Tesla’s Q1 Sales Drop Almost 9% Amidst Increasing Competition and Sluggish EV Demand

Tesla Stock

Tesla’s (NASDAQ:TSLA) first-quarter sales dropped nearly 9% amidst intensifying competition and a slowdown in demand for electric vehicles.

The company, based in Austin, Texas, reported delivering 386,810 vehicles from January to March, a decrease of almost 9% compared to the 423,000 vehicles sold in the same quarter last year.

Sales fell short of Wall Street estimates, with analysts surveyed by FactSet expecting Tesla Inc. to deliver 457,000 vehicles.

Tesla attributed the decline partly to the phased introduction of an updated version of the Model 3 sedan at its Fremont, California, factory, plant shutdowns due to shipping diversions in the Red Sea, and an arson attack that disrupted power to its German factory.

In a letter to investors in January, the company forecasted “notably lower” sales growth for the year. The letter indicated that Tesla is in between two major growth phases: one from the global expansion of the Models 3 and Y, and another from the Model 2, a new, smaller, and less expensive vehicle.

Last year, Tesla significantly reduced prices in the U.S. by up to $20,000 for certain models. In March, it temporarily lowered the price of the Model Y, its top-selling vehicle, by $1,000. These reductions impacted the company’s profit margins, which concerned investors.

Shares of Tesla fell 7.4% at the opening bell on Tuesday. They have declined by approximately 30% so far this year as Wall Street has grown cautious of Tesla’s significant growth narrative.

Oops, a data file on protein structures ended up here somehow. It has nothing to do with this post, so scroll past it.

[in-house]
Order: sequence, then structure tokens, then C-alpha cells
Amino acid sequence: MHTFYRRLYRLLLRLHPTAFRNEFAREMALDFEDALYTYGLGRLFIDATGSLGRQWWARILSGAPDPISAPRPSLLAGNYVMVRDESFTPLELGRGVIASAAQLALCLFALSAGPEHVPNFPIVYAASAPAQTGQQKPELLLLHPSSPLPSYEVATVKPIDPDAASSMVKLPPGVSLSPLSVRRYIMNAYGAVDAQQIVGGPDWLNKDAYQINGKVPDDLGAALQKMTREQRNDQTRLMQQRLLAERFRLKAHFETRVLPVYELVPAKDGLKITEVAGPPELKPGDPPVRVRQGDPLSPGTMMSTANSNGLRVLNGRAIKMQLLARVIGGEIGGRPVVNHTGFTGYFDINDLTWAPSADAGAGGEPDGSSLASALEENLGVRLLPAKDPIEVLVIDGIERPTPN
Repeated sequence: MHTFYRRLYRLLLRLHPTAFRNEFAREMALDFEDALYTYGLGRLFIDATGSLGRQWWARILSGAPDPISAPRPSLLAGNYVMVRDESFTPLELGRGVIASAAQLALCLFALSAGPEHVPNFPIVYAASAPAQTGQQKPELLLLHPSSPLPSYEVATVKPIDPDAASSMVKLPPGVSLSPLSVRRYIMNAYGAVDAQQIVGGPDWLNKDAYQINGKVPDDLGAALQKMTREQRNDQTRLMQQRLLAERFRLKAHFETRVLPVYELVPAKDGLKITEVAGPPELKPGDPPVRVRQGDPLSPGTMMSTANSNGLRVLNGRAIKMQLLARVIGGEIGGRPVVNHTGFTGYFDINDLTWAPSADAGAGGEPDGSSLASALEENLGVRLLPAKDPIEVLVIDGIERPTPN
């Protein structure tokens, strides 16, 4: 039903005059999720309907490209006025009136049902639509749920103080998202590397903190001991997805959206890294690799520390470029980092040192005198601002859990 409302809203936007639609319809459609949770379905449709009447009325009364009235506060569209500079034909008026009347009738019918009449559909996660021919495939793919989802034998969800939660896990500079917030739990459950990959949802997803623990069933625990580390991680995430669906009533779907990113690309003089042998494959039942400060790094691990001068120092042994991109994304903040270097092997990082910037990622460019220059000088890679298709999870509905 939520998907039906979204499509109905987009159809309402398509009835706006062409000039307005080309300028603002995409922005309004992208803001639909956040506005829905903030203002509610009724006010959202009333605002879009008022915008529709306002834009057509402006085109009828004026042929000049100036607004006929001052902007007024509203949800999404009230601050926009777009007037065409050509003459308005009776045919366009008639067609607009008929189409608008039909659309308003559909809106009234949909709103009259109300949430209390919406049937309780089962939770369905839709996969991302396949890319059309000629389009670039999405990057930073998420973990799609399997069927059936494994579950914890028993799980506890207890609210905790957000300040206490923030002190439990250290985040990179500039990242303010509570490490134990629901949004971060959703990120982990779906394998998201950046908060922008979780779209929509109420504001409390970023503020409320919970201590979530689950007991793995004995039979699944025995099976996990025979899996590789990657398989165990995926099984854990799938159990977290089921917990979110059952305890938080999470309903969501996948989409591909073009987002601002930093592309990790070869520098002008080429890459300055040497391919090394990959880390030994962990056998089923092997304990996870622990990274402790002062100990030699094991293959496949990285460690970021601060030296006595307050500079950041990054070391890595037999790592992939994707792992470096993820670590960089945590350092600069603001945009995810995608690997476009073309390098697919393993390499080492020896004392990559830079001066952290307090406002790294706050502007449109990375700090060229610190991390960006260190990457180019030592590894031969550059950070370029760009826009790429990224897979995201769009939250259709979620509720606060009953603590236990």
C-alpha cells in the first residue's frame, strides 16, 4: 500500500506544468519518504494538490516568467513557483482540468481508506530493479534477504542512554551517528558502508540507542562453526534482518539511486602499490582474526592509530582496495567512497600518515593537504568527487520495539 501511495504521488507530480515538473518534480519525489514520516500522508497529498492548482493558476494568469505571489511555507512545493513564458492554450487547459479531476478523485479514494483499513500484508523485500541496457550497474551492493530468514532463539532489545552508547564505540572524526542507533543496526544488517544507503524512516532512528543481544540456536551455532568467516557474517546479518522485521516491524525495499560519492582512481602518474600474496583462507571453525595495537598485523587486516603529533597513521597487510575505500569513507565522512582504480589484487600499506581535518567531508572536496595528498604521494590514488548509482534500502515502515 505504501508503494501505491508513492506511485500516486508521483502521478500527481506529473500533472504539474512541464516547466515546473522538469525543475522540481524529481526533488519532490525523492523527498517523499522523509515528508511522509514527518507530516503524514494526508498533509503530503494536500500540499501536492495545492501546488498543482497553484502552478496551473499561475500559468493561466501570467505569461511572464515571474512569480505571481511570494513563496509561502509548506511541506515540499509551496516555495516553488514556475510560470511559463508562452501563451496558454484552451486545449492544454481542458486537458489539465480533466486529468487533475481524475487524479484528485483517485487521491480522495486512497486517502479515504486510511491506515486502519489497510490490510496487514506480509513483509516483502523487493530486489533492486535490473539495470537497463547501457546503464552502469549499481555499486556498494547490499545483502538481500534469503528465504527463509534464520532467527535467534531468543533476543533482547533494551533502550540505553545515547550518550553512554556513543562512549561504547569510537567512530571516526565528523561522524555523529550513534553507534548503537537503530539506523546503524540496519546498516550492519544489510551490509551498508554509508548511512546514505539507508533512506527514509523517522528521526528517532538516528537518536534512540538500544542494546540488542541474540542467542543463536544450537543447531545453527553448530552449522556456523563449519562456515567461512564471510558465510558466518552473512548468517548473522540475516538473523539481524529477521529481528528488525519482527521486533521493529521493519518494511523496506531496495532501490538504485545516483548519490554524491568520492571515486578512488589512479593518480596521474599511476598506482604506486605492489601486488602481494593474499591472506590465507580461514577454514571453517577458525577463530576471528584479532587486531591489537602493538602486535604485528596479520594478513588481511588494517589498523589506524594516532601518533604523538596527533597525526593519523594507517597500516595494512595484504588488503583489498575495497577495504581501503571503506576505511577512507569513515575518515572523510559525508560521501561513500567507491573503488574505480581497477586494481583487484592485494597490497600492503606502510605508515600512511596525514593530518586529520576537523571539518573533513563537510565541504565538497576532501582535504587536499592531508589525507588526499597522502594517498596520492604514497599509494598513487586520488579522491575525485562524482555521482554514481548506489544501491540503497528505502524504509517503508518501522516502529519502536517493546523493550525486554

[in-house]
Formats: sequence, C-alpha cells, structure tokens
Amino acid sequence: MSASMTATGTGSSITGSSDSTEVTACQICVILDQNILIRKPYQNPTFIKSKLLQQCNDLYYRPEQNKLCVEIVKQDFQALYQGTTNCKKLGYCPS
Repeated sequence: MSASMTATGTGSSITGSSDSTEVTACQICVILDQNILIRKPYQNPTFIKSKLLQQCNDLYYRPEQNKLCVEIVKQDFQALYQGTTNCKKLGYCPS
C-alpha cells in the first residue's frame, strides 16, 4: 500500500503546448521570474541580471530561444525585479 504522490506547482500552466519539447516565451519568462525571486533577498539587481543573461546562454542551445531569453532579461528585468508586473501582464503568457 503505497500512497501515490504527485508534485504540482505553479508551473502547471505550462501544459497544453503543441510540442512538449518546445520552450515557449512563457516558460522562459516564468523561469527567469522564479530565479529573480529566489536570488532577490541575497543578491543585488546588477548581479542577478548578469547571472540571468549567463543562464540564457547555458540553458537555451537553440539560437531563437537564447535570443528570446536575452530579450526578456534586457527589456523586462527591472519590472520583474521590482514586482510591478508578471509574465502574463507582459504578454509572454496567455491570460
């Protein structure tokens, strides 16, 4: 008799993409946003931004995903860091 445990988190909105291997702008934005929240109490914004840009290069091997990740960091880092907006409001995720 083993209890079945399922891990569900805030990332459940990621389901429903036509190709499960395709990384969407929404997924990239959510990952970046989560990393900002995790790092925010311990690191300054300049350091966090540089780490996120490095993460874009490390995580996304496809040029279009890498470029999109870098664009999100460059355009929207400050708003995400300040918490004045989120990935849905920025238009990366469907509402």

Wedbush analyst Dan Ives, typically optimistic about the stock, noted in an investor note last week that first-quarter deliveries would be a “nightmare quarter” for Tesla.

Although Ives maintained an Outperform rating on the stock, he reduced his one-year price target from $315 to $300.

During the quarter, Tesla experienced production disruptions in Germany due to a suspected arson attack that disrupted its power supply. Production in the U.S. was also affected by an upgrade to the Model 3, and Ives estimated that sales in China decreased by 3% to 4% during the period.

Ives stated that investor patience is wearing thin.

“For Musk, this is a ‘fork in the road’ moment to guide Tesla through this turbulent period, or else darker days could lie ahead,” Ives wrote.

The softer-than-expected first-quarter sales are lowering analyst expectations for quarterly earnings, which are set to be released on April 23. Citi Analyst Itay Michaeli reduced his full-year 2024 earnings per share estimate from $2.78 to $2.71.

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About the author: Stephanie Bedard-Chateauneuf has over six years of experience writing financial content for various websites. Over the years, Stephanie has covered various industries, with a primary focus on tech stocks, consumer stocks, health stocks, and personal finance. This stock lover likes to invest for the long-term. Stephanie has an MBA in finance.